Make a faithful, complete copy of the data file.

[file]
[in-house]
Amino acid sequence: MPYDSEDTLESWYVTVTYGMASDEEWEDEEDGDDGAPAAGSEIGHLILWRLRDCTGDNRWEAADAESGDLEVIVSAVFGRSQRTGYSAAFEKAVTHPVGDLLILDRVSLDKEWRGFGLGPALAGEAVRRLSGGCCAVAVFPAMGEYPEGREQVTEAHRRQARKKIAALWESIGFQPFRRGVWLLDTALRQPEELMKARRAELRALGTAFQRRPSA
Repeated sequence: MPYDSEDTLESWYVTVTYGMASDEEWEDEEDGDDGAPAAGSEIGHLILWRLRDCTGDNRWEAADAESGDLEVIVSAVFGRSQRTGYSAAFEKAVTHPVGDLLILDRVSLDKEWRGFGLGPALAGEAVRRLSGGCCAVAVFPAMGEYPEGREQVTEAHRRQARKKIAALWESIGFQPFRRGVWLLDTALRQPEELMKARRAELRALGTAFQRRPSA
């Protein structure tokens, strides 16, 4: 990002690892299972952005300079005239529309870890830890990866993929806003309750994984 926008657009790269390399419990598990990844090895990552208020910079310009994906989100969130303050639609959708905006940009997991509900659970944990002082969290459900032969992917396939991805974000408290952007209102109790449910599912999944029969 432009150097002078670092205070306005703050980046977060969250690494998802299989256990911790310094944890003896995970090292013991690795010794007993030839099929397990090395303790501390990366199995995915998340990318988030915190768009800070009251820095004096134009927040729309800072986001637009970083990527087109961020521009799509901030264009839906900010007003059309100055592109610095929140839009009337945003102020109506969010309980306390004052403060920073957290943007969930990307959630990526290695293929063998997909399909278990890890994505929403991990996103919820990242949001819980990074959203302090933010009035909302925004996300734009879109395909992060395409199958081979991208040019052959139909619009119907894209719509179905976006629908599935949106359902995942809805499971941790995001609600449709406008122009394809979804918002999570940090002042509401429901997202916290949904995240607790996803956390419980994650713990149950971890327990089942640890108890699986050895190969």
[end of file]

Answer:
[in-house]
Amino acid sequence: MPYDSEDTLESWYVTVTYGMASDEEWEDEEDGDDGAPAAGSEIGHLILWRLRDCTGDNRWEAADAESGDLEVIVSAVFGRSQRTGYSAAFEKAVTHPVGDLLILDRVSLDKEWRGFGLGPALAGEAVRRLSGGCCAVAVFPAMGEYPEGREQVTEAHRRQARKKIAALWESIGFQPFRRGVWLLDTALRQPEELMKARRAELRALGTAFQRRPSA
Repeated sequence: MPYDSEDTLESWYVTVTYGMASDEEWEDEEDGDDGAPAAGSEIGHLILWRLRDCTGDNRWEAADAESGDLEVIVSAVFGRSQRTGYSAAFEKAVTHPVGDLLILDRVSLDKEWRGFGLGPALAGEAVRRLSGGCCAVAVFPAMGEYPEGREQVTEAHRRQARKKIAALWESIGFQPFRRGVWLLDTALRQPEELMKARRAELRALGTAFQRRPSA
């Protein structure tokens, strides 16, 4: 990002690892299972952005300079005239529309870890830890990866993929806003309750994984 926008657009790269390399419990598990990844090895990552208020910079310009994906989100969130303050639609959708905006940009997991509900659970944990002082969290459900032969992917396939991805974000408290952007209102109790449910599912999944029969 432009150097002078670092205070306005703050980046977060969250690494998802299989256990911790310094944890003896995970090292013991690795010794007993030839099929397990090395303790501390990366199995995915998340990318988030915190768009800070009251820095004096134009927040729309800072986001637009970083990527087109961020521009799509901030264009839906900010007003059309100055592109610095929140839009009337945003102020109506969010309980306390004052403060920073957290943007969930990307959630990526290695293929063998997909399909278990890890994505929403991990996103919820990242949001819980990074959203302090933010009035909302925004996300734009879109395909992060395409199958081979991208040019052959139909619009119907894209719509179905976006629908599935949106359902995942809805499971941790995001609600449709406008122009394809979804918002999570940090002042509401429901997202916290949904995240607790996803956390419980994650713990149950971890327990089942640890108890699986050895190969």